Promotional materials for the exhibit correctly emphasize the most famous and intriguing work in the exhibition, Vermeer's Girl with a Pearl Earring, but it would be a mistake to imagine that it's the only fascinating painting there. One of my own personal favorites is this image, a bird without a pearl earring, The Goldfinch by Carel Fabritius.
Sadly, the artist died at the age of 32 in an accidental explosion of gunpowder magazines in the northeast quadrant of the city of Delft in 1654, a disaster which leveled buildings and killed hundreds of people. Only a tiny handful of works can be attributed to Fabritius, but many critics consider his skill to be equal to that of Vermeer. This painting of a goldfinch, signed and dated the last year of the artist's life, is a fascinating, bittersweet glimpse at 'what might have been.'
The trompe l'oeil image is painted to scale. You have to see it in person to get the best sense of its disarming verisimilitude, but what's actually most striking about the image isn't so much its illusionism but the brilliant virtuosity of its brushwork. Somewhat unusual for trompe l'oeil, which momentarily "tricks the eye" into accepting a painted image as the real thing, the brushwork here is loose and quick, with actual strokes of paint - the quick movement of hand and brush - left visible. And somehow this technique makes the illusion seem more vivid and alive, the image more immediate and flashingly birdlike, and the former presence and personality of the artist himself somehow more palpable.
"Legendary Children" is a group show opening September 1 at Gallery 1526 exhibiting the work of five Atlanta-based photographers who document ten of the city's young drag performers. Though the show hasn't even opened yet, a few of the images have gone viral and generated some national buzz: Huffington Post, Out, Vice Magazine and several others have all featured the work in recent days.
This Sunday, from 2 p.m. to 6 p.m., Atlanta Streets Alive will shut down a 2.7 mile section of Peachtree Street for people to use for whatever they want - including but not limited to biking, skating, break dancing, rapping, and pushing cats in strollers. The only stipulation is that people can't operate anything other than human-powered forms of transportation. (Sorry, Segway enthusiasts.) The route runs from Ellis Street, past Ponce de Leon Avenue, and ends at Spring Street.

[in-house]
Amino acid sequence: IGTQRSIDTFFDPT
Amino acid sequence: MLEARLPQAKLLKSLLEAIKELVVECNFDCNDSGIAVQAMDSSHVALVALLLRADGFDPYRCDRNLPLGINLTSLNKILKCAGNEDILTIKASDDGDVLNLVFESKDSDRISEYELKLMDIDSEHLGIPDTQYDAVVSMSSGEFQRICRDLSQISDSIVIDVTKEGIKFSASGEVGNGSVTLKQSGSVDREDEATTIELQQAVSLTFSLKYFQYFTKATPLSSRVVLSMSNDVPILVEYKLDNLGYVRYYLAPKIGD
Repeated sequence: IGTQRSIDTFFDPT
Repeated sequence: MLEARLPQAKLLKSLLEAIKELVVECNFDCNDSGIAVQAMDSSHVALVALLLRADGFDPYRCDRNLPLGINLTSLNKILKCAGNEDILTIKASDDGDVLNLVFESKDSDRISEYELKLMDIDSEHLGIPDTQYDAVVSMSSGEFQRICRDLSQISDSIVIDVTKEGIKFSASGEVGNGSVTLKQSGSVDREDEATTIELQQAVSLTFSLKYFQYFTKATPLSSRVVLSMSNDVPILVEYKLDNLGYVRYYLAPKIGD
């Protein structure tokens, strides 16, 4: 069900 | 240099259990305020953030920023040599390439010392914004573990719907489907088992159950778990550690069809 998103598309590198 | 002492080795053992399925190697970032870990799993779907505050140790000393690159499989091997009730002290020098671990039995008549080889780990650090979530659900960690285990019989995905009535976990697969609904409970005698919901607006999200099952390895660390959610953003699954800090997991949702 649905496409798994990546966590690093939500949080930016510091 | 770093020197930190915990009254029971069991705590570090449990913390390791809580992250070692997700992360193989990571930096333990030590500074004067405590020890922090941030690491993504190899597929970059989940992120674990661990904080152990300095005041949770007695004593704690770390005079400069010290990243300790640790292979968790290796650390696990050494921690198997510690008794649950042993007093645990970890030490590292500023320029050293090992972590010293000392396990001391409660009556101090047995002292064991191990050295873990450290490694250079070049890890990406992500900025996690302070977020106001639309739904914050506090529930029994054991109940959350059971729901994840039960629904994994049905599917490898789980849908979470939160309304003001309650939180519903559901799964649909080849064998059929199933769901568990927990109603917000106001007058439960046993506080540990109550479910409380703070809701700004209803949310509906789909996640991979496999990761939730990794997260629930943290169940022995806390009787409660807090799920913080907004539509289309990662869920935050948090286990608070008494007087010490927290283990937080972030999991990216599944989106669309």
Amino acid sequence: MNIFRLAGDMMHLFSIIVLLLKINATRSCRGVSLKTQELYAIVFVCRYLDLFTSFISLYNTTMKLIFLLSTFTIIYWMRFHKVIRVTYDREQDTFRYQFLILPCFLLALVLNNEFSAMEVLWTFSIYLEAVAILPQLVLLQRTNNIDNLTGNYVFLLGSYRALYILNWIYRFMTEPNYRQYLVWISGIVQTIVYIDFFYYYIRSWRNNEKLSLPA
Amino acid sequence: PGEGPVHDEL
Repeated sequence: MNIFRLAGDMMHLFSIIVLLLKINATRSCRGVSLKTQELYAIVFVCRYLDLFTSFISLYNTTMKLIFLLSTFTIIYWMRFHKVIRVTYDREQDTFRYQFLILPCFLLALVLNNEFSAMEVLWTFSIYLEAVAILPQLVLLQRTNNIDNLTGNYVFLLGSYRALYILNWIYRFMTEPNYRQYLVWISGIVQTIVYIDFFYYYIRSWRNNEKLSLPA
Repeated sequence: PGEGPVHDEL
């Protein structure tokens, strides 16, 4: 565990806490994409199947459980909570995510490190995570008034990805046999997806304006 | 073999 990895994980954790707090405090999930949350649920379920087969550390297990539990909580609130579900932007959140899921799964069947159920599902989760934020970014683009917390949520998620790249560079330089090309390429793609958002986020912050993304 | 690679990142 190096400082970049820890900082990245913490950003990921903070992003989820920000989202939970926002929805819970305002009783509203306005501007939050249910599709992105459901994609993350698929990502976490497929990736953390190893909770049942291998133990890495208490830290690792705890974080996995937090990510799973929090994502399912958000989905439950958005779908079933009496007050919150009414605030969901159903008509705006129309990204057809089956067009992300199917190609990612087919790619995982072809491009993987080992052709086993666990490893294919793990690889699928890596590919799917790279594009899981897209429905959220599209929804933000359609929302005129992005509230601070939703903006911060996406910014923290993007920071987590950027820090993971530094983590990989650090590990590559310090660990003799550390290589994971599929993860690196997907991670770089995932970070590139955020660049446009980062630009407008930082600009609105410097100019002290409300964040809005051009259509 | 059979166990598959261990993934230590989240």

Hat before dress - that has been our mantra as we've outfitted ourselves for the Kentucky Derby. Short of the Fifth Avenue Easter Parade and the British Royal Wedding, there is perhaps no other event that places so much emphasis on what ladies perch atop their noggins. So, we resolved early on to dress head to toe, in that order, by settling matters of the hat first and foremost - Wide-brim or fascinator? Feathers or flowers? - and choose the color and style of our outfits accordingly. If we've faltered in practice - dazzled by the perfect print and drape of a frock we spotted before proper headgear could be acquired - we're unrepentant, but no less devoted in theory to the ideal order of things: hat before dress.
The annual December show at Whitespace Gallery titled A Moveable Feast will be closing this weekend. The show which encompasses both the Whitespec and Whitespace galleries, with works from gallery artists on paper in the main gallery and work from emerging artists in the Whitespec space. In addition, artists utilized windows around the main house, transforming each one into a narrative vignette. Today and tomorrow are the last days to catch the year-ending show, more after the jump in this weekend arts agenda.
Wyatt's writing has also appeared in the Literary Review, HTMLGiant, Fanzine, Nylon, and elsewhere, and has worked on two oral history volumes, Underground America and Out of Exile, published by McSweeney's. He returns to CL after a stint at Atlanta Magazine as its deputy food editor.
"Simply put, Creative Loafing is the most essential publication in Atlanta and I'll be happy to argue with you if you disagree with me," he says. "The culture of Atlanta is a big, complicated organism, like a multi-headed dragon with Tyler Perry, Natasha Trethewey, Lauri Stallings, Arthur Blank, Don Lemon, Grant Henry, Young Jeezy, Radcliffe Bailey, and Susan Booth working together and sometimes against one another. What I'm trying to say is that cultural production is a messy, beautiful story in Atlanta. I'm hoping that we can keep trying to make sense of it. And, considering the fact that the New York Times can't write a story about the South without making us sound like a deprived cultural wasteland of yokels, I figure it's up to us to get the story right and tell it to the rest of world."
And there you have it.
Pacer, who goes by the nickname "Barefoot Bill," first donned the 18th century spectacles and puffy shirt eight years ago. "I was hired for the Georgia Independence Day Festival to be Franklin as a walkabout character," says Pacer, who found that he enjoyed mingling with visitors in the guise of the writer, inventor, diplomat, and signer of the Declaration of Independence. "Friends told me, 'Why not do a Ben Franklin show? You look just like him.' I thought it would take just six months to do the research for it, and years later, I'm still researching. Any information I find out about him on the Internet, I double and quadruple check."
Creative Loafing has been proud to cover all of these organizations over the years, and it's thrilling to see them receive the large-scale support and recognition they so richly deserve.
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